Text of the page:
Based on a concept from @ZombieHam on Twitter, Pickymon is what happens when you decide to play the original Pokémon Red with a simple twist – you only get one team of six for the entire game. The rules are simple:
Including your starter, you may only catch or purchase 6 pokémon throughout the entire game.
Trading is not allowed, and you can’t release a pokémon to catch another – once it’s in your team, it stays in your team to the end.
This includes Hitmonlee/Hitmonchan, Kabuto/Omanyte and Lapras – if you pick them up, you keep them.
Evolution is not only allowed, but required – you can only obtain Flash (HM05) by having ten pokémon in your Pokédex!
The game is over when you catch or defeat MewTwo.
Our intrepid writer Charles has taken the challenge. This is his story.
So then. I guess this is it.
One thing left.
Yep, it’s time for the little Charles in the screen to stop playing A Link to the Past, and go into an unnamed, unmarked cave to pit his beloved pets against a superpowered science fiction monster. All in a day’s work for the world-saving miracle child.
Step one of the journey is a short flight north to Cerulean City, after which I strike out north over the Nugget Bridge and round to the left, where I discover someone I missed earlier:
Luckily, his level 14 Rattata and Ekans don’t pose too much of a challenge for the reigning Pokémon League Champion, and this little tyke ends up paying out for the privilege of being the final trainer to battle me on this run:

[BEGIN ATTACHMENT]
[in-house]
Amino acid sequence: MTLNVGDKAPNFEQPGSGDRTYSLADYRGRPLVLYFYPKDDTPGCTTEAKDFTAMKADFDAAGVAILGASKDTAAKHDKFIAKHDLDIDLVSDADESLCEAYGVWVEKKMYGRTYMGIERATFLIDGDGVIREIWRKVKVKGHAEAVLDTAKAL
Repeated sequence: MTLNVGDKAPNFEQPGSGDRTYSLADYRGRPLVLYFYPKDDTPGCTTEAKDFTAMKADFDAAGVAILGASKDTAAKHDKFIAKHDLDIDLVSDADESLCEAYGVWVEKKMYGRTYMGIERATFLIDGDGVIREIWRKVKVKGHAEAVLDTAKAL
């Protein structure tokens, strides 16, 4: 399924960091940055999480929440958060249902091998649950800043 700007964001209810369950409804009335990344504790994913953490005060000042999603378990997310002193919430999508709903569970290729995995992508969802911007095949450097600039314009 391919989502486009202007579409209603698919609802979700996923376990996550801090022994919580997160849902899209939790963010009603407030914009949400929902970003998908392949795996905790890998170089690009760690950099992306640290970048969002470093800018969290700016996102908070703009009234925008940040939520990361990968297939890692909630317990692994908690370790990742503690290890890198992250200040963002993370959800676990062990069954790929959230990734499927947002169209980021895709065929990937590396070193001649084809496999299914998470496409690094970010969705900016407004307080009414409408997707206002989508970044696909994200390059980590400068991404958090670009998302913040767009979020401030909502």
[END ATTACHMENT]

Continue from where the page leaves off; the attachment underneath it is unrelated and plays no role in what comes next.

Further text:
A quick Surf later, and we’re here:
The cave is, pleasingly, one of the least direct in the game, with a cramped, twisting layout unfolding before your eyes the second you step inside:
Luckily, my older-than-some-parents dungeon-traversing skills guide me through, even bagging me a sweet treat when I decide to check out a rock that doesn’t look quite right:
I continue my rampant disrespect of sacred places of natural beauty:
I also come across a little glitch:
The funny thing there is that you can only move in one direction – up, which takes you back down a floor. This supplies a hilarious little headcanon – imagine you popped up out of that hole and found yourself trapped up a slope, and the only way you could move was to plunge back down a ladder on your bike. Now imagine this is happening in a world where these massive caves full of battling superpower animals are considered an inevitable part of an unsupervised, state-endorsed journey routinely taken by 10-year-old children. This world is a health-and-safety nightmare.
Speaking of, the wild Pokémon encounters here are a little bit terrifying:
Anyway, I’m not giving away the whole path, so suffice to say I end up here:
Before heading in, I cash in that Rare Candy for an extra point on my score: